Attorneys for JKR Continuing Battle Against Piracy of Harry Potter Books in ChinaBooks
Piracy of the Harry Potter novels continue to be a high priority issue for attorneys representing author J.K. Rowling, as Scotland on Sunday reports major efforts are at hand to try and stem the tide of fake and many illegal copies of the Harry Potter novels in the country of China. The paper details how widespread the problem is in China, noting how a group of students “working round the clock and eating nothing but instant noodles managed to get Deathly Hallows translated and online within hours of the English-language edition appearing in the shops.”
Also of concern are the many various versions of the Harry Potters being sold illegally on the streets, using creative writing to make a book such as “Harry Potter And The Chinese Empire. The novel blends Hogwarts characters, a bit of JRR Tolkien, and sheer imagination to create the impression it is a genuine Potter novel.”
The ‘Chinese Empire’ blends feverish writing by an unknown author, bits of martial arts epics, extracts from other fantasy works such as Lord Of The Rings, and random characters from Chinese literature with the Hogwarts characters.
The volumes are printed and bound and then sold by street-sellers at prices way below the authorised translated Harry Potter titles available in regular Chinese bookshops. The illegal copies have convincing-looking covers which can lure the unwary into thinking they are buying the real thing.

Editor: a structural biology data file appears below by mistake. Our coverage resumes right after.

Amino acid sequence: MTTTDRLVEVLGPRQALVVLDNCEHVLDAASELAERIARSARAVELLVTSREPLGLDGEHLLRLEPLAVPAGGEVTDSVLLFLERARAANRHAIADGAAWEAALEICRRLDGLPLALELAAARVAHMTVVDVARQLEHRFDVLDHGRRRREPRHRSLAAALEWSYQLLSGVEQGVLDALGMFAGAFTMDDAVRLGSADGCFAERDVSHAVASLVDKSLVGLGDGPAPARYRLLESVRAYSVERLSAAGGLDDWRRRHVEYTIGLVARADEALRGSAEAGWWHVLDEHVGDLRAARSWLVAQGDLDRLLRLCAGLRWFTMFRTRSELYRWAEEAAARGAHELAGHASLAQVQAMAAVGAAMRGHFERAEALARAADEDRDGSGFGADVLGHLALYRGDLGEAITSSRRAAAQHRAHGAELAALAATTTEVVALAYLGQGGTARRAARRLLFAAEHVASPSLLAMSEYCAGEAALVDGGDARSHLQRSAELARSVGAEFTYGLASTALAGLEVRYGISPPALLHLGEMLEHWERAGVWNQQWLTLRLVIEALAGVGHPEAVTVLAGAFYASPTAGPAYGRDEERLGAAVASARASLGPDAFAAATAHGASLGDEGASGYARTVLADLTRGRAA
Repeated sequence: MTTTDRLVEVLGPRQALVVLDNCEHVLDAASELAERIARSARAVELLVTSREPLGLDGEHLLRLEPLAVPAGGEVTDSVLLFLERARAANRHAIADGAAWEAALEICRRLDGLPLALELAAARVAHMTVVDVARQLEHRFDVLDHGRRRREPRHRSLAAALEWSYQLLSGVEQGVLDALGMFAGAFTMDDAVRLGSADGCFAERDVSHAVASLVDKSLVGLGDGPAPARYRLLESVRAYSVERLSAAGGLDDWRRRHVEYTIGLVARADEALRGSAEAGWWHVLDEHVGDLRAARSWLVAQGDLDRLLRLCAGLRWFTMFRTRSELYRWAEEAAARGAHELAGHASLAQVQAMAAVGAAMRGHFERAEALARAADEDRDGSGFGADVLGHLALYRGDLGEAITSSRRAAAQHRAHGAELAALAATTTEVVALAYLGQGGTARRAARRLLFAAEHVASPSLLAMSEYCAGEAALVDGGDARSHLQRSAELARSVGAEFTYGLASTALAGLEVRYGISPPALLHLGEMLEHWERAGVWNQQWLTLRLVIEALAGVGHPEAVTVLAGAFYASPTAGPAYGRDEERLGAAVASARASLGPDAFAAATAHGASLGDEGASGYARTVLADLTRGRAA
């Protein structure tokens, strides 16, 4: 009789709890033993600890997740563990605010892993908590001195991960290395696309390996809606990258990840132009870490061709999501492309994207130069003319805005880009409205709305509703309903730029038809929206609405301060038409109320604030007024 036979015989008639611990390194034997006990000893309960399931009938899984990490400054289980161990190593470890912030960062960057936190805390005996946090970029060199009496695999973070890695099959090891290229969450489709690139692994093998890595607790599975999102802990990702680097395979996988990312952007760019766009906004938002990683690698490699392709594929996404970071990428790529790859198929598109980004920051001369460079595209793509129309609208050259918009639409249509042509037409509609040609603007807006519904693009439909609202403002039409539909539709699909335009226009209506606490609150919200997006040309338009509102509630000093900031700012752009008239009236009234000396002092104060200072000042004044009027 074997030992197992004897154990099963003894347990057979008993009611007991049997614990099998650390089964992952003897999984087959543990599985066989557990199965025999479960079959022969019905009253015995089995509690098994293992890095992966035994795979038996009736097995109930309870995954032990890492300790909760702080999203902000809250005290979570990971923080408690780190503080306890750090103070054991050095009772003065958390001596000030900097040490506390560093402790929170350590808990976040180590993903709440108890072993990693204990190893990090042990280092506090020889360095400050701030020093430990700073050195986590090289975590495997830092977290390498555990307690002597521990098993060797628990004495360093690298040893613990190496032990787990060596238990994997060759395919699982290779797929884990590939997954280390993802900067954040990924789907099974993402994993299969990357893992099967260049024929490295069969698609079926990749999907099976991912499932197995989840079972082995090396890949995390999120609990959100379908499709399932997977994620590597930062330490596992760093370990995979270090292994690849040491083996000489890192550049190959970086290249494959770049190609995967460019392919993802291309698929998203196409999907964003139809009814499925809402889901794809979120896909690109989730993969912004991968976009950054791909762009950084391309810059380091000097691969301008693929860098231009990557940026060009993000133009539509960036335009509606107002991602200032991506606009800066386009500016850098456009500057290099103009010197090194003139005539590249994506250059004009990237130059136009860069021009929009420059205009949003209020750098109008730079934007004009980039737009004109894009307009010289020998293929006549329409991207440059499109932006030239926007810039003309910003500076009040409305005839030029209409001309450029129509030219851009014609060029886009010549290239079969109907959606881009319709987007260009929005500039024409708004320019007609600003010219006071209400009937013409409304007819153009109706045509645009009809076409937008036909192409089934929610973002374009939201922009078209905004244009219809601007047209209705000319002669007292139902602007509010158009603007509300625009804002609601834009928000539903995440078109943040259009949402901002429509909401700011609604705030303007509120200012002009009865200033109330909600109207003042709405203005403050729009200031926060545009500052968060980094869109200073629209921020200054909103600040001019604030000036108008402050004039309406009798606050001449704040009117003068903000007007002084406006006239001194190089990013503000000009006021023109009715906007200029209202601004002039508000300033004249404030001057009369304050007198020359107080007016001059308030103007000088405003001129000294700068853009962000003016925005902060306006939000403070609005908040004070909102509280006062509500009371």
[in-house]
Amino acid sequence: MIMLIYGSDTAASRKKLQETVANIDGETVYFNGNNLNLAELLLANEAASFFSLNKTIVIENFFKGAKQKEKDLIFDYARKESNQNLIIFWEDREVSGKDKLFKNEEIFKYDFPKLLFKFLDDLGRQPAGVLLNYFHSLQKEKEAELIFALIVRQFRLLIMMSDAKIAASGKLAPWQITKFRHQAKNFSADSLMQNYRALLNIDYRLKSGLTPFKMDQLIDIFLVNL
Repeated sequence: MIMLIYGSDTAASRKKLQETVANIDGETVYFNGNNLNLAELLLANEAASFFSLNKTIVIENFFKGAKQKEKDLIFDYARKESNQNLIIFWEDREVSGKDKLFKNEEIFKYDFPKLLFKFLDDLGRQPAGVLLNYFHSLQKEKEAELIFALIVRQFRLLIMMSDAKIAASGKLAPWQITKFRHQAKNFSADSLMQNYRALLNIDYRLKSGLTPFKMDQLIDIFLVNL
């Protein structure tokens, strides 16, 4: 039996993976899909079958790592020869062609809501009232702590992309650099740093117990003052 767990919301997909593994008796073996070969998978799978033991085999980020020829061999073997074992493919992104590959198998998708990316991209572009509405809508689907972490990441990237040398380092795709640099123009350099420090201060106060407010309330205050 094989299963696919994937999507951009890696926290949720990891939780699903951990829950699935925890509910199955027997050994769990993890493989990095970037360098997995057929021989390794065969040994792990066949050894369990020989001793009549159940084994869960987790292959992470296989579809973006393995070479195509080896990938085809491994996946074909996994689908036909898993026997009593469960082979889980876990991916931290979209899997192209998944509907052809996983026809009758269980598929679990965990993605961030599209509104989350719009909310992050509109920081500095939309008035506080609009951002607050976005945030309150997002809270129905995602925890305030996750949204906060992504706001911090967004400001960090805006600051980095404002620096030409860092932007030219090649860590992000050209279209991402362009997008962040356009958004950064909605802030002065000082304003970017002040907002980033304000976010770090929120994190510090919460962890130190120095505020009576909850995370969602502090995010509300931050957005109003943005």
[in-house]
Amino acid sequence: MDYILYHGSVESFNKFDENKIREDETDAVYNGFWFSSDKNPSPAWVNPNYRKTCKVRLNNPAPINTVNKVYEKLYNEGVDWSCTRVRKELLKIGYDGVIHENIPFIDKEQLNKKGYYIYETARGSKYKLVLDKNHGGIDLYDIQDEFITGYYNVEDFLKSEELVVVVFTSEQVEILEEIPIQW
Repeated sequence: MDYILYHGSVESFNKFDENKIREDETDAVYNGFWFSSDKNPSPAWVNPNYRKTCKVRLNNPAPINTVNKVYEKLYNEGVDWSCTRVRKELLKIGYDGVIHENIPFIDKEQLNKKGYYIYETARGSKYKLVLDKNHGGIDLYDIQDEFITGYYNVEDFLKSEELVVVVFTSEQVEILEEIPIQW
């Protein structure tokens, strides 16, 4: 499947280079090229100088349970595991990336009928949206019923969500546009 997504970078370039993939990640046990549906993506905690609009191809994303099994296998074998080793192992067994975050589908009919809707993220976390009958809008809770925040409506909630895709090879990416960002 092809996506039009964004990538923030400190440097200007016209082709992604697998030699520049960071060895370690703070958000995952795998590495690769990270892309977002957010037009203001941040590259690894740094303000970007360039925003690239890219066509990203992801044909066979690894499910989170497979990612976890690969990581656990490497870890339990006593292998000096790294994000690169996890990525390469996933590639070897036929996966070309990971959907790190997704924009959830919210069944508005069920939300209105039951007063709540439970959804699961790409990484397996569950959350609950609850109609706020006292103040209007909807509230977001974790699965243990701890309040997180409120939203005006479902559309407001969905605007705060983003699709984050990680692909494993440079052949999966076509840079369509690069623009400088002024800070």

The real books sell in China for about £4, much cheaper than the equivalent price of a volume in the West, but still steep in a country where average annual incomes hover around the £900 mark.
Neil Blair, Rowling’s legal adviser, said: “We are aware of this one and we are taking action both through the local courts and by negotiating with the authorities in China to prevent violation of copyright. We are very pleased with the co-operation we are receiving from the authorities there.”
Readers will remember only last week a case was dismissed against a young teen fan in France who had posted online an illegal translation in French of the novel, and while that case was not pursued due to findings the fan was not motivated by financial concerns, the larger issue of copyright infringement involving these types of cases does remain for authors everywhere.
Mark Lambert, the chief executive officer of the Scottish Book Trust, said: “It’s not actually an issue of money, in this case, but it’s an issue of intellectual copyright and theft of the idea and using JK Rowling’s name in this way. And she is right to be concerned about this and to be taking action.
“This kind of thing, unauthorised sequels, has been happening before now. For example Star Trek fans write their own episodes online, as a tribute to the series. But this is very different, these volumes are being sold on the streets in order to profit from the name.”